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EMU Collections and Infrastructure: acquisition of a robotics system for large-scale, high-performance maintenance and analysis of genetically modified strains of Saccharomyces cerevisiae and other microorganisms

Abstract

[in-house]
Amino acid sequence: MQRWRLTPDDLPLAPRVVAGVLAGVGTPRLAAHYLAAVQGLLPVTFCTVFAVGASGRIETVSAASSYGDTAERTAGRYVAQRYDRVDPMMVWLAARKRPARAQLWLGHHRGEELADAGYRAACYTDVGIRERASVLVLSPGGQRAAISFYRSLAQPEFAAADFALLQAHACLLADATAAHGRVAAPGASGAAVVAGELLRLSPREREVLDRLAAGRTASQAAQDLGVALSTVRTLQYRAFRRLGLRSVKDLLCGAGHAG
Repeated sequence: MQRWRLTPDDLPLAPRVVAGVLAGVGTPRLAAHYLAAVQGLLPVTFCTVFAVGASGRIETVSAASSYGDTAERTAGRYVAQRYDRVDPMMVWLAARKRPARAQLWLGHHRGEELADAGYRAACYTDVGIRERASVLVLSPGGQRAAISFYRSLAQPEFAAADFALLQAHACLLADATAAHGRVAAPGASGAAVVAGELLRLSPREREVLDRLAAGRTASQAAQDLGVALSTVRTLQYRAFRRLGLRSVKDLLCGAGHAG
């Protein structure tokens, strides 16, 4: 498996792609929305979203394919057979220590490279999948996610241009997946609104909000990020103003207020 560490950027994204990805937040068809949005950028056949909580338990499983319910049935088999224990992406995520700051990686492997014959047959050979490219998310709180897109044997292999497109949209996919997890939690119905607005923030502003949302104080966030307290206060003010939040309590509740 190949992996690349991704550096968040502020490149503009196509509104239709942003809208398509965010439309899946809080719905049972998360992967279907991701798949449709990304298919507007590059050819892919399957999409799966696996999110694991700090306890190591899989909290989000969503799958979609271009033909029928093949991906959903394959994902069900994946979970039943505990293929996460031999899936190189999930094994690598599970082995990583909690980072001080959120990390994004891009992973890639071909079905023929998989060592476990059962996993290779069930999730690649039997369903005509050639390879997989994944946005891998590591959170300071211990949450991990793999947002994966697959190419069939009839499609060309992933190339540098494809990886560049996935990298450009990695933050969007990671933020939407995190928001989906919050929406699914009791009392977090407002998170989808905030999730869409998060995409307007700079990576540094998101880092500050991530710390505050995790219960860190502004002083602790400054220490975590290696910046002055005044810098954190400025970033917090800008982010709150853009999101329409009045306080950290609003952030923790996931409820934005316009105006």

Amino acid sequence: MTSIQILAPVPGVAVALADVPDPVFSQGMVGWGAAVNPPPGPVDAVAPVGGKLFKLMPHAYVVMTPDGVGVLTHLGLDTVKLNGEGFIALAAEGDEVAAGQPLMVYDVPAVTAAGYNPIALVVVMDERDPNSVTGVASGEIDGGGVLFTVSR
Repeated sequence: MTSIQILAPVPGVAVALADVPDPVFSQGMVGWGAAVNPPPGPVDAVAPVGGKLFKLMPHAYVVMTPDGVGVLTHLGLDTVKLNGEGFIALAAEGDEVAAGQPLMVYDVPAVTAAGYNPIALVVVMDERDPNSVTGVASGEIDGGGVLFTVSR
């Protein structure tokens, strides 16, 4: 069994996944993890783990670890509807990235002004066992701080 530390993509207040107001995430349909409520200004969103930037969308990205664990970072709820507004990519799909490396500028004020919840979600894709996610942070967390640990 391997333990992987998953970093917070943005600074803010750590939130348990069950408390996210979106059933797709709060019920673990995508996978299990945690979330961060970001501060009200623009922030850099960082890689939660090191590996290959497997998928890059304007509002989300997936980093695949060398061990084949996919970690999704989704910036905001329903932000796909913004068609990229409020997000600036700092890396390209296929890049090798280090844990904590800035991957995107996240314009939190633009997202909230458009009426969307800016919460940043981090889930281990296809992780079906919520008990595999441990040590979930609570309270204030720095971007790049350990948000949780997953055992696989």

The yeast Saccharomyces cerevisiae is the simplest and most widely investigated model organism among eukaryotes. This microorganism can be grown on agar plates or liquid medium; it grows rapidly, and it is easily manipulated genetically and biochemically. Various molecular biology, biochemical and genetic techniques are well established. Furthermore, a repository (SGD = Saccharomyces Genome Database) is public available on the internet (https://www.yeastgenome.org/) with free access of comprehensive and integrated information, stimulating the discovery of functions associated with genes, many of which are conserved in humans. In fact, several relevant contributions have been produced by studies with yeast, for example related to cell cycle regulation; autophagy; transcription; responses to different stresses; mechanisms underlying neurodegeneration among other processes. Some of these contributions have been awarded Nobel Prizes (https://www.yeastgenome.org/blog/a-nobel-prize-for-work-in-yeast-again). Several collections of genetically modified yeasts are maintained and made available free of charge by the Laboratory of Proteins and Redox Biology, coordinated by Dr. Luis Netto (IB-USP). Other collections and strains are also maintained by groups associated with this proposal. It would be important to improve the infrastructure of this resource shared by several Brazilian research groups with the acquisition of the robotic system ROTOR+ and PIXL (https://www.singerinstruments.com/solution/rotorpixl). ROTOR+ and PIXL form a set of equipment that operates with complementary purposes. Colonies selected by PIXL can give rise to libraries that are sorted, replicated, or mated to other strains in ROTOR+. Thus, in addition to being important for carrying out replicas of the collections that we currently have in the laboratories, this robotic systems will make it possible to carry out experiments on a genomic scale such as SGA (Synthetic Genetic Array) and BiFC (bimolecular fluorescence complementation) assays. Furthermore, high throughput screenings should make it possible to determine genotype-phenotype correlations on a genomic scale, through the application of system biology approaches. Another possible outcome of this project is the increased interaction between research groups that will share the use of ROTOR+ and PIXL. Collections of other genetically modified microorganisms may also be maintained and investigated using these robotic systems. (AU)

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